This is a destination that is on the World Heritage list of 23 cultural sites in India, but not prominent on many tourist routes. It was not on my list of travel destinations for a long time. However, when I had a chance to spend time in Bhopal, and was trying to make the plans, Bhimbetaka was definitely on that list – and I was lucky to do both Sanchi and Bhimbataka on the same trip, just a week after my trip to site 16 at Champaner.
Even though it was only early April, the days were already warm – typical of the Deccan peninsula, which has earlier summers that the North. We decided to set out early to beat the heat and had done the hours drive from Bhopal by 8am – and we were the very first visitors of the day.
Bhimbetaka has sandstone formations extending over an area of 20 sq km and a buffer zone 100 sq km or so. These rock shelters were discovered only in 1957, although mention of it has been found as far back as 1888. I distinctly remember that my school books talking of early history had cave paintings of Lascaux in France as evidence of pre-historic life – cerainly no mention of cave art from India. The site comprises of a group of “five clusters of rock shelters” and the findings of skeletal remains and tools etc have dated the site to as early as the Lower Paleolithic (C 100,000 to 40,000) age. The paintings are probably dated from the Mesolithic period (C 10,000- 25000, marked by the gradual domestication of plants and animals and the formation of settled communities) onwards.
The rock art has been discovered in nearly 400 painted shelters, although only a few are open to visitors. A young guard who became our self appointed guide, did tell us that the others can be visited with special permission from the ASI office in Bhopal. It was added to the list of UNESCO World Heritage list only in 2003 as a “unique cultural property representing a convergence displayed in the art form between the people and the landscape with links to the hunting gathering economy of the past”. The shelters (not really caves) lie amidst a dense reserve forest rich in the diversity of its flora and fauna.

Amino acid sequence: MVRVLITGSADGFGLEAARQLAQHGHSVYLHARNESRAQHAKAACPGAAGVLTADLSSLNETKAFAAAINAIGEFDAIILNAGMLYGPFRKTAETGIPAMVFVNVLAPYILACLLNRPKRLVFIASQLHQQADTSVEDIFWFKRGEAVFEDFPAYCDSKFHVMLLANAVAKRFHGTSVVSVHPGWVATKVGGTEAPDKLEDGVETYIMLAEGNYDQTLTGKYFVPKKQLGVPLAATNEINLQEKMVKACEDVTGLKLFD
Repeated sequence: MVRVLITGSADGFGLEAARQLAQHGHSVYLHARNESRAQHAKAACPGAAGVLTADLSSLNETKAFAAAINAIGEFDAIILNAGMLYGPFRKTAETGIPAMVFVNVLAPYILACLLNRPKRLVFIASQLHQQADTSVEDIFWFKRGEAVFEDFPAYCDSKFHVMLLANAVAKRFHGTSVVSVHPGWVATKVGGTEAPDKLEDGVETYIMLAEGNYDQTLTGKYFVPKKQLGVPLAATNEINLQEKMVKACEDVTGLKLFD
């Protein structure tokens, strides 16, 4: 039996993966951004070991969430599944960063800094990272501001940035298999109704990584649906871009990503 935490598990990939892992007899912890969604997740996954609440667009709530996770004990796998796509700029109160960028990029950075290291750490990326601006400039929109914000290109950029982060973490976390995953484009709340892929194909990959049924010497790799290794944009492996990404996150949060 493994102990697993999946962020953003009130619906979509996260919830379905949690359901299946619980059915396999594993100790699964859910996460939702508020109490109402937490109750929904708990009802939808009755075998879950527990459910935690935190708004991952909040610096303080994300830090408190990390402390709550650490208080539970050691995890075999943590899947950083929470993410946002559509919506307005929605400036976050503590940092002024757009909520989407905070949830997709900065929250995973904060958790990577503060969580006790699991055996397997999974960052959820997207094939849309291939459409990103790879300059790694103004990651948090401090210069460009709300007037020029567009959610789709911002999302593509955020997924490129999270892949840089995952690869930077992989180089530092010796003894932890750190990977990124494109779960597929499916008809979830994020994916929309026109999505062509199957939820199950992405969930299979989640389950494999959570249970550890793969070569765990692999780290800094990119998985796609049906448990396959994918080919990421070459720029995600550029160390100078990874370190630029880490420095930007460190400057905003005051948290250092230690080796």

The paintings represent a wide variety of subjects and depict hunting and battle scenes and many aspects of daily life. Men, women and children, variety of animals and birds are represented. A wonderful variety of colors, white and white with yellowish or bluish hues, shades of red, orange, crimson, purple, green, black etc…. to imagine that all these effects have been achieved from the resources available locally at the time, is amazing. Just to stand there in the silence and awe and try to internalize the fact that you are gazing at something made by our ancestors tens of thousands years ago – it was just an incredible feeling!!
Having had this wonderful morning, we had enough time before lunch to make a quick visit to the Museum of Man, along the lakeside in Bhopal city. This is an excellent attempt at capturing the wealth and diversity of our traditional crafts and cultures, for which the MP Government has to be complimented.The building has the usual signs of sarkari maintenance (or lack of it) and needs air-conditioning – not for the comfort of visitors but for preserving the carefully collected material. Many of these traditions are dying so fast, that we need to hang onto what we have – it is a pity that the efforts to do so are so sluggish. In this inertia, we stand to lose the collection almost as fast as the tradition itself.
Finally, I must add that Bhopal has many museums, a good art gallery and plenty of other places to visit, including the Taj-ul-masjid Mosque which is the biggest in Asia, a fact that is not well appreciated. I have seen this on a previous visit and its courtyard, which is supposed to accomadate 100,000 people for prayer is indeed impressive – as is the rest of the structure. On this visit, the mosque was not on the itianary, due to lack of time. Bhopal is a very picturesque lake city, which somehow is so much less in our minds than the much smaller one in Udaipur. I suppose it is all in the marketing, and MP Tourism needs to learn form Rajasthan. But, I would say that it is a great destination for a 3-4 day stay and if more time is on your hands, a trip to the nearby hill station of Pachmarhi can be added.